Today in Dáil Éireann, during Priority Oral Questions with the Minister for Jobs, Enterprise and Innovation, Mary Mitchell O’Connor, Deputy Tommy Broughan called on the Minister to ensure that Irish jobs are protected, promoted and preserved throughout Brexit preparations and negotiations. While Budget 2017 provided for a 10% increase in capital expenditure for the Department of Jobs and a target to create an additional 40,000-45,000 jobs in 2017 against the most uncertain economic environment in recent years with Brexit, Deputy Broughan questioned whether the extra 50 posts in the Department and its agencies will be sufficient and whether additional funding should be provided to IDA Ireland, Enterprise Ireland, InterTradeIreland to assist them in their mammoth tasks ahead.
Local Enterprise Offices (LEOs) are to receive an increase of 22% bringing their allocation to €22.5million), Enterprise Ireland will have an allocation of €185million which is an increase of 15.7%), IDA Ireland at €137million sees an increase of 22% and the Science Foundation Ireland is receiving just a only 3.5% rise. The target of 40,000-45,000 new jobs in 2017 seems ambitious given the current uncertainty around the future of our economic relationship with the UK. In 2015, 44,100 net new jobs were created and construction continued to be the fastest growing sector up 8.5% compared to 2014. The aim for 2016 was to add 50,000 jobs to the Irish economy but progress reports of the Action Plan for Jobs 2016 showed that full-time employment increased by 44,900 up to the end of Q2 of 2016 but did not indicate how many of these were new jobs.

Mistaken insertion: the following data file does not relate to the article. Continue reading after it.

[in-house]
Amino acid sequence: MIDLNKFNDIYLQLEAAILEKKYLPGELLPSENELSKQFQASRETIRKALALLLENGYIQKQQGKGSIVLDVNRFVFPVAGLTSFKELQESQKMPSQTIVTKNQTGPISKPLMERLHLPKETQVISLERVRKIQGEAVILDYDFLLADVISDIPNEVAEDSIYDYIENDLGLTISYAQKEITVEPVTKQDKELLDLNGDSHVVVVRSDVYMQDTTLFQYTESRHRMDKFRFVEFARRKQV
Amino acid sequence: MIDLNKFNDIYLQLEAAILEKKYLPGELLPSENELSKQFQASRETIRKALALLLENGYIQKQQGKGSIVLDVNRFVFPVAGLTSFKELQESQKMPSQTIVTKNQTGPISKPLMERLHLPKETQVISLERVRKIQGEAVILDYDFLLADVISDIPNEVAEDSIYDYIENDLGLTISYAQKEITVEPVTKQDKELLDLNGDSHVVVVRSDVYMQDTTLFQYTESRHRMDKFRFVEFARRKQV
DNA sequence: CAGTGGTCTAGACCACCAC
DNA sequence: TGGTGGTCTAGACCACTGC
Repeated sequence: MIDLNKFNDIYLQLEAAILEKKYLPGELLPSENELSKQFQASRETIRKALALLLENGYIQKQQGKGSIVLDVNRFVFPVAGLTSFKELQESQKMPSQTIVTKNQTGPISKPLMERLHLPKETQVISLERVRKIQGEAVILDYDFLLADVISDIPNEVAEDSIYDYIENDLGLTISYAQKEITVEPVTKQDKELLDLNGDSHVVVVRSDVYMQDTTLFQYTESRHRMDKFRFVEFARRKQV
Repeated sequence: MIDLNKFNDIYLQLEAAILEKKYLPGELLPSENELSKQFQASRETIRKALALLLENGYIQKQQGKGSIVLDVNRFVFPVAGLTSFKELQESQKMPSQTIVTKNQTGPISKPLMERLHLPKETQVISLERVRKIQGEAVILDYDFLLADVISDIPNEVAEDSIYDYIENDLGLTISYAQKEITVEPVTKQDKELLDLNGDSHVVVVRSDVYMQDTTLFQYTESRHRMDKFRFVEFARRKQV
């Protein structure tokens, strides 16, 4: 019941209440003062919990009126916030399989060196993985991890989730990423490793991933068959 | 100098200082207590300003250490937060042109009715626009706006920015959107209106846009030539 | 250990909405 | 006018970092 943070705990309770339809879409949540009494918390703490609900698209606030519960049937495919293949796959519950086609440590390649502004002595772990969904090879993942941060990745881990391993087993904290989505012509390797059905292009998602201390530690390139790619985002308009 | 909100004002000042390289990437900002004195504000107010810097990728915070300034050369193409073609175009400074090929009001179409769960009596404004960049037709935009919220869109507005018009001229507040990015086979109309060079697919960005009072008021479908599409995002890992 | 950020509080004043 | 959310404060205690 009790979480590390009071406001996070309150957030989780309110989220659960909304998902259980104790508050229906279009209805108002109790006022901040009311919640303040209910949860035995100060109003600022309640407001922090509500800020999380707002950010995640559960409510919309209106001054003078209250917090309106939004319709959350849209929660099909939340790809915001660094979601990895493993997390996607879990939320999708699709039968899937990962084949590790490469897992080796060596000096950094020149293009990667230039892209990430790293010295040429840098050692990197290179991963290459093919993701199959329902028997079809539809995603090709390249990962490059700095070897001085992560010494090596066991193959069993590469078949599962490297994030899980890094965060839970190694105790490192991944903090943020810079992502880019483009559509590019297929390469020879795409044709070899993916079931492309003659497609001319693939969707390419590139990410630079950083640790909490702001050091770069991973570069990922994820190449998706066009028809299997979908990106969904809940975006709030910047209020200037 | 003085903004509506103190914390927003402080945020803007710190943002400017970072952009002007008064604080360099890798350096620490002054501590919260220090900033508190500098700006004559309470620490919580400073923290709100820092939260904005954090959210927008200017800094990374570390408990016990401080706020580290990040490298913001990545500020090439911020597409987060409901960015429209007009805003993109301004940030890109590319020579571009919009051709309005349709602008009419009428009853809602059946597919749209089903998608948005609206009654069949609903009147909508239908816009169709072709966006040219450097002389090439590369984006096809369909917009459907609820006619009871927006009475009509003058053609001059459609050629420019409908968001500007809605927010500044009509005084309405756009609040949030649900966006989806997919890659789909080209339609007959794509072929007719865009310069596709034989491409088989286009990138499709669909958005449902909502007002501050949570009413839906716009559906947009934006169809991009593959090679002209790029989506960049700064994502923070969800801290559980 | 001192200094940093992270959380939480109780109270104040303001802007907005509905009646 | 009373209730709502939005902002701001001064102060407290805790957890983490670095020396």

Deputy Broughan says “Brexit has put Ireland in a unique and precarious position with unknown risks but also, perhaps, as yet unexplored opportunities. It is essential that the agencies of the State have sufficient resources to prepare for and mitigate these risks and also negotiate and exploit potential benefits. Worryingly, InterTradeIreland’s Q2 Business Monitor Report, showed starkly how unprepared Irish and Northern Irish businesses were for the Brexit result. A survey conducted showed that 97% and 96% of business in the Republic and the North respectively had no plans in place for the ‘leave’ side’s unexpected victory. Without knowing when Prime Minister Theresa May will trigger Article 50 and what format ‘Brexit’ will take, it is imperative that businesses south and north of the border are prepared.”
Deputy Broughan also repeated his call for a Brexit Minister to co-ordinate the government’s preparations for and response to Brexit.